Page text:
2015 Château de Raousset Fleurie "Grille-Midi"

Friday, January 5, 2018 5:54 PM

Chateau de Raousset

Best Vintage Since 1947?

Or so says Georges Duboeuf, so we'll take that with a grain of salt.  Though if you search the interwebs for "2015 Beaujolais Vintage," the superlatives are everywhere! 



My favorite wine writer, Andrew Jefford, had this to say about the 2015 vintage in Beaujolais, "The growing season, growers reported, unfolded according to the script they would have written for themselves – except that quantities were smaller than they would have liked.  The main threat to quality came towards the end of July, when the vines were beginning to show signs of drought stress, but cooler nights and showers in August helped enormously, with most beginning harvest towards the end of that month.  Acidities were fresher and balances livelier than in 2009, while the wines avoided some of the hardness of 2005, with a sweeter and more tender style.  Beaujolais vinifications are so various and sometimes risk-taking in style, however, that it’s still important to buy on recommendation."  That last line there is key.



The good news is that our producer, Château de Raousset, took full advantage of the ideal climatic conditions, and produced a line of wines which we highly recommend!  Maybe I'm biased, maybe I'm swayed by its pretty name, but it seems that vintage after vintage, I find their Fleurie "Grille-Midi" to be ideal for my palate.  The 2015 is stunning!  The aromas are all there, bright red cherry fruit, forest floor, again, maybe it's the name, but there's a hint of something floral going on in there too.  On the palate, the wine seems to float gracefully.  The fruit is perfectly ripe and the structure is seamless.  It comes in at 13% alcohol.  One doesn't hear it often, but this Cru Beaujolais can be cellared and should provide plenty of pleasure from now through 2026, if, as Neal Martin says, "you can resist its charms early on."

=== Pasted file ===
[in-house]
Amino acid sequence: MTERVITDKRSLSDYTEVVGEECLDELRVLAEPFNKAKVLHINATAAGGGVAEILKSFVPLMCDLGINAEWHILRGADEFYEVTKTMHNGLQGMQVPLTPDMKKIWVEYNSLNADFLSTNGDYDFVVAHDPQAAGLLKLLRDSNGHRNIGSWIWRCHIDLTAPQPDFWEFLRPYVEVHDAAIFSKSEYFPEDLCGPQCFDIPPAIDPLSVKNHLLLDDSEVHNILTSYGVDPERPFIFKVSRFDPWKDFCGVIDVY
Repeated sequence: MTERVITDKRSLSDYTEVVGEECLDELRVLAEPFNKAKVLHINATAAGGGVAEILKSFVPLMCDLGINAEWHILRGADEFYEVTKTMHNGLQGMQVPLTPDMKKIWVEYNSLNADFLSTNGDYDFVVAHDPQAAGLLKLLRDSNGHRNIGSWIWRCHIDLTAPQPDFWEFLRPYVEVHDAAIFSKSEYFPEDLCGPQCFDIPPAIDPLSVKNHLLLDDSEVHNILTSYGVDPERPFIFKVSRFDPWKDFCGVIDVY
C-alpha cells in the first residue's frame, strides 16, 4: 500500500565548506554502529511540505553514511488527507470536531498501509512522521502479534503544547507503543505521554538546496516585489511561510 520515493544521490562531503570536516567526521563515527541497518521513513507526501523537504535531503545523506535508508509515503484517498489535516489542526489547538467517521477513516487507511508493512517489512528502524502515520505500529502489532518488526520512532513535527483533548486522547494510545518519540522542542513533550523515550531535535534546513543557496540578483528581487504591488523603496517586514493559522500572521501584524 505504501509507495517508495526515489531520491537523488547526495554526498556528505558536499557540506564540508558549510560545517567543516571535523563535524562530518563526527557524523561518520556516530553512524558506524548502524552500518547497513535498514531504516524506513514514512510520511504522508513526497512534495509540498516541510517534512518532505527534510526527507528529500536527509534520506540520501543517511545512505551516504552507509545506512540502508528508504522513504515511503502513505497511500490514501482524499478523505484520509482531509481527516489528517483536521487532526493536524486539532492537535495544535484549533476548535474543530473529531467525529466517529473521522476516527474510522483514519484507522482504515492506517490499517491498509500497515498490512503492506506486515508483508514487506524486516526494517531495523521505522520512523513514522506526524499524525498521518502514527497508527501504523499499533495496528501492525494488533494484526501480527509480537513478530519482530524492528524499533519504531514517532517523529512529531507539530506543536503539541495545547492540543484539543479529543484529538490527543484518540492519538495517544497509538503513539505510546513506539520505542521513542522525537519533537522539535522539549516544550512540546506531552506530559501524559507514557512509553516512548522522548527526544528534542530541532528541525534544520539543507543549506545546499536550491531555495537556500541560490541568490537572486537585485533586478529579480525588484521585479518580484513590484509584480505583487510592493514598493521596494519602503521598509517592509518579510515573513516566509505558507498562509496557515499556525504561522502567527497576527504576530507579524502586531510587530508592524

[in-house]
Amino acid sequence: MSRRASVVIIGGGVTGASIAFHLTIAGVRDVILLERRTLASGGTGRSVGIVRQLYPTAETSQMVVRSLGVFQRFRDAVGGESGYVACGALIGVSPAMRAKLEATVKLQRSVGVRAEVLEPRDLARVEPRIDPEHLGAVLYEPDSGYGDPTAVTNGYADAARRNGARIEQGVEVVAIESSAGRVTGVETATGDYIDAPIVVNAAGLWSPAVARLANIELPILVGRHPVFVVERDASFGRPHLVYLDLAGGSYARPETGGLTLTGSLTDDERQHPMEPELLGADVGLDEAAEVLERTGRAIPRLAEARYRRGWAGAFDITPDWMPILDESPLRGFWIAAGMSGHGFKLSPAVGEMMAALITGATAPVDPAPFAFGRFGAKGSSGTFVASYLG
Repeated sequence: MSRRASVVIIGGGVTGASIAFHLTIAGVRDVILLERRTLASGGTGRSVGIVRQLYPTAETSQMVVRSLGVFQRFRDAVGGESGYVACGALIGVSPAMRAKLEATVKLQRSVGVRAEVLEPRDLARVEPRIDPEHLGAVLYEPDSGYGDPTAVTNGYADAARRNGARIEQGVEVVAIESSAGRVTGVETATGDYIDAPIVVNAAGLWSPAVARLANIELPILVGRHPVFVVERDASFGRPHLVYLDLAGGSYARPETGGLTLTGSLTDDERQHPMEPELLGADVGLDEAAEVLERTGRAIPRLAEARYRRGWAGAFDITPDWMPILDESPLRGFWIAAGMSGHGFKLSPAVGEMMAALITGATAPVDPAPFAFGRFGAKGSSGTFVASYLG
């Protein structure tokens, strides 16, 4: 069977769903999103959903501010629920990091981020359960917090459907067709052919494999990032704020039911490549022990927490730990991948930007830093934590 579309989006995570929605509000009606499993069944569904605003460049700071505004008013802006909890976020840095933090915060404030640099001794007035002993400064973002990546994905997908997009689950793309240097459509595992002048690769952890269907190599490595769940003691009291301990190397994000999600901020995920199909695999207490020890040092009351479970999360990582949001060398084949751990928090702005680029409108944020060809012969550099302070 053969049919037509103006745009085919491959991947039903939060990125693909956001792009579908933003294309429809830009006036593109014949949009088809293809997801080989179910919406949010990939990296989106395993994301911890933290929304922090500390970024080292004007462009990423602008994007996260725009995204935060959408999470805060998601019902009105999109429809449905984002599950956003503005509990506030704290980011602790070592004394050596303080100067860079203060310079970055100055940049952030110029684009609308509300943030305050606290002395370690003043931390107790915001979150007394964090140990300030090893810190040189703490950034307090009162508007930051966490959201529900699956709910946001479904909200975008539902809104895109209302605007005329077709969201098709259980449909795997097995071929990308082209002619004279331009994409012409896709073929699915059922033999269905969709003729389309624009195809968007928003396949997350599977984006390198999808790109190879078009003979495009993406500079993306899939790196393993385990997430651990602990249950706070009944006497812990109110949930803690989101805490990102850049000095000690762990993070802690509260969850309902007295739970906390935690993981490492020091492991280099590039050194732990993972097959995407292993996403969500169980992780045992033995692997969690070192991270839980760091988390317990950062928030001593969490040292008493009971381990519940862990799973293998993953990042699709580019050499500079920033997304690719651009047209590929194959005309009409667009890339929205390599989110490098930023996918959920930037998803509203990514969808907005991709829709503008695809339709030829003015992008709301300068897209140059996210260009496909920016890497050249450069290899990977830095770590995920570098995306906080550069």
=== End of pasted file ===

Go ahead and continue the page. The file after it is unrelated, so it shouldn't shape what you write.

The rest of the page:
I don't want to bum anyone out here, but it is fall, and tomorrow is October 1.  An enthusiastic Rosé-loving customer picked up a case of her favorite earlier today and let it be known she wasn't ready for summer to be over, though she was accepting that very fact.  I always think of Cru Beaujolais as a wine which suits autumn perfectly - that forest floor nuance and all.  I also regularly consume, and happily recommend it be served during the fall's biggest holiday, Thanksgiving.  That's right.  Thanksgiving is next month.  That makes socking away a magnum or two a pretty dang good idea.  We do also have Raousset's Chiroubles, with its lighter profile, and also their Morgon "Douby", which is a bit more structured and even more age-worthy.  Though for me, the Fleurie "Grille-Midi" is just right! - Peter Zavialoff



Please feel free to email me with any questions or comments about 2015 Beaujolais, autumn, Thanksgiving wines, or how sweet it is to be rid of the reason I stopped watching my favorite football club for three years:  peter@wineSF.com    
 

2014 Château de Raousset Fleurie "Grille-Midi"

Tuesday, November 8, 2016 5:48 PM

Over the course of any given day here at TWH, we have conversations about a great many things. With two musicians on staff and our speakers tirelessly serenading us, music comes up a lot. But this is a wine shop, so conversations about food and wine are a daily occurrence. The other day, Chris and I were talking about Nouveau Beaujolais. He said that he's never tasted it. I told him that it is usually a light, simple, fruit driven wine. He went on to say that sometimes, the situation may call for simple, yet enjoyable. I get it, but from a value standpoint, it's overpriced. If you want to taste good value wines from Beaujolais, their top wines, the Cru Beaujolais are pretty darned good values; and they're pretty tasty too!


In brief, Beaujolais is a region that sits just south of Burgundy in central France. Its red wines are made from Gamay Noir. The wines tend to be light in body, with aromas of wild berries, flowers, herbs, forest floor, and mineral. Of course, vintages, producers, and terroir vary, so different wines will have different characteristics. The finest vineyards of the appellation are called Beaujolais' Growths, or Crus in French. There are 10 of these Crus, you can find them on the map above. Fleurie is often described as having the prettiest name, reflective of its wines' personality. I won't argue with that. I've written about Château de Raousset's Fleurie before. Now that the 2014 Fleurie "Grille-Midi" is here in stock, I'm writing again.